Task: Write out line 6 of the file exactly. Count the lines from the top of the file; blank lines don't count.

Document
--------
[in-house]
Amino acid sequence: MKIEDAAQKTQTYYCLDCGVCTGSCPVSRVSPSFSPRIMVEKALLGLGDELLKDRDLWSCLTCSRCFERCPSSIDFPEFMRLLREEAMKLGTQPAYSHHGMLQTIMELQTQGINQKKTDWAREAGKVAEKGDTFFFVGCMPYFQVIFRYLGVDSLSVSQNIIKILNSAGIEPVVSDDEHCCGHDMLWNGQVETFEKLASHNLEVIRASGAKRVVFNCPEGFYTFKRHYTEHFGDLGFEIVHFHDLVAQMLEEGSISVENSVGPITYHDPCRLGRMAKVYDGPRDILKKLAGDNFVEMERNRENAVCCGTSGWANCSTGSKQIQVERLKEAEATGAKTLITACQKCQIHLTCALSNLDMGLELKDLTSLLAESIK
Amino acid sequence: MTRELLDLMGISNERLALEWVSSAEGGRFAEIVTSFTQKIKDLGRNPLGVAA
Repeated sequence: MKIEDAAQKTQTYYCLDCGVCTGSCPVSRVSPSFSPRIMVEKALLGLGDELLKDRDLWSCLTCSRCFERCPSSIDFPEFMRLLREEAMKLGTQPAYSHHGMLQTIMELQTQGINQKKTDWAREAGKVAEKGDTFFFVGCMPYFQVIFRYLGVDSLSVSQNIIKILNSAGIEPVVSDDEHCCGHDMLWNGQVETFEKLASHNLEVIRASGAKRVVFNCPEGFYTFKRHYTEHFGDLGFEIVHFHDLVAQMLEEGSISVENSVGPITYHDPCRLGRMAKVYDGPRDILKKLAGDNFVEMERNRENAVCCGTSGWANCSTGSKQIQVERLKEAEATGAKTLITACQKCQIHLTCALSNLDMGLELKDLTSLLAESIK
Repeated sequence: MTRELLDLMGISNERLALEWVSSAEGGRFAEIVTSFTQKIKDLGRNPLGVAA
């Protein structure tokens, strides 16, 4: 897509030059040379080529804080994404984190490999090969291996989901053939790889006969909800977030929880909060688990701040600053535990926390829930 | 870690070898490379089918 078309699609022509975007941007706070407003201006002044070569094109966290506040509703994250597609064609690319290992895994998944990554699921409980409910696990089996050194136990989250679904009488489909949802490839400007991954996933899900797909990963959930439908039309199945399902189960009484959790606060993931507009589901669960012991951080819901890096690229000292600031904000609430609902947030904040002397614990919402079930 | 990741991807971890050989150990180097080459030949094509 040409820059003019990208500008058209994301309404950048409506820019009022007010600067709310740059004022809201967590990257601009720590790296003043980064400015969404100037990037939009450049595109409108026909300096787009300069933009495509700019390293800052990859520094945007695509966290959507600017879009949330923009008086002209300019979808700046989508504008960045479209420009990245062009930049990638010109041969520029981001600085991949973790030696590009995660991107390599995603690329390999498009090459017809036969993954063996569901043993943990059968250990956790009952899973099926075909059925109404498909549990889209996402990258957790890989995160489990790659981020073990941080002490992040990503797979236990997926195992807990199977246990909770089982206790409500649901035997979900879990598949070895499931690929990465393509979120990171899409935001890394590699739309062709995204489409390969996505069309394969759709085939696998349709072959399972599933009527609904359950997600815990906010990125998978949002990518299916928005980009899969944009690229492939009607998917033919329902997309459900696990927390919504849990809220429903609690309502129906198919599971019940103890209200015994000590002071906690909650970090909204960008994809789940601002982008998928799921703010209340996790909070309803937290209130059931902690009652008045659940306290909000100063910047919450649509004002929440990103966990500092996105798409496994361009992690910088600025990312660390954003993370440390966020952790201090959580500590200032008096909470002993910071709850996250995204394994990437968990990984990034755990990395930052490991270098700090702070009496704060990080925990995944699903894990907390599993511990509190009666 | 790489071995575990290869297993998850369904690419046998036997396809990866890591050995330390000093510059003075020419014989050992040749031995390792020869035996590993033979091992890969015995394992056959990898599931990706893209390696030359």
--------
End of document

């Protein structure tokens, strides 16, 4: 897509030059040379080529804080994404984190490999090969291996989901053939790889006969909800977030929880909060688990701040600053535990926390829930 | 870690070898490379089918 078309699609022509975007941007706070407003201006002044070569094109966290506040509703994250597609064609690319290992895994998944990554699921409980409910696990089996050194136990989250679904009488489909949802490839400007991954996933899900797909990963959930439908039309199945399902189960009484959790606060993931507009589901669960012991951080819901890096690229000292600031904000609430609902947030904040002397614990919402079930 | 990741991807971890050989150990180097080459030949094509 040409820059003019990208500008058209994301309404950048409506820019009022007010600067709310740059004022809201967590990257601009720590790296003043980064400015969404100037990037939009450049595109409108026909300096787009300069933009495509700019390293800052990859520094945007695509966290959507600017879009949330923009008086002209300019979808700046989508504008960045479209420009990245062009930049990638010109041969520029981001600085991949973790030696590009995660991107390599995603690329390999498009090459017809036969993954063996569901043993943990059968250990956790009952899973099926075909059925109404498909549990889209996402990258957790890989995160489990790659981020073990941080002490992040990503797979236990997926195992807990199977246990909770089982206790409500649901035997979900879990598949070895499931690929990465393509979120990171899409935001890394590699739309062709995204489409390969996505069309394969759709085939696998349709072959399972599933009527609904359950997600815990906010990125998978949002990518299916928005980009899969944009690229492939009607998917033919329902997309459900696990927390919504849990809220429903609690309502129906198919599971019940103890209200015994000590002071906690909650970090909204960008994809789940601002982008998928799921703010209340996790909070309803937290209130059931902690009652008045659940306290909000100063910047919450649509004002929440990103966990500092996105798409496994361009992690910088600025990312660390954003993370440390966020952790201090959580500590200032008096909470002993910071709850996250995204394994990437968990990984990034755990990395930052490991270098700090702070009496704060990080925990995944699903894990907390599993511990509190009666 | 790489071995575990290869297993998850369904690419046998036997396809990866890591050995330390000093510059003075020419014989050992040749031995390792020869035996590993033979091992890969015995394992056959990898599931990706893209390696030359």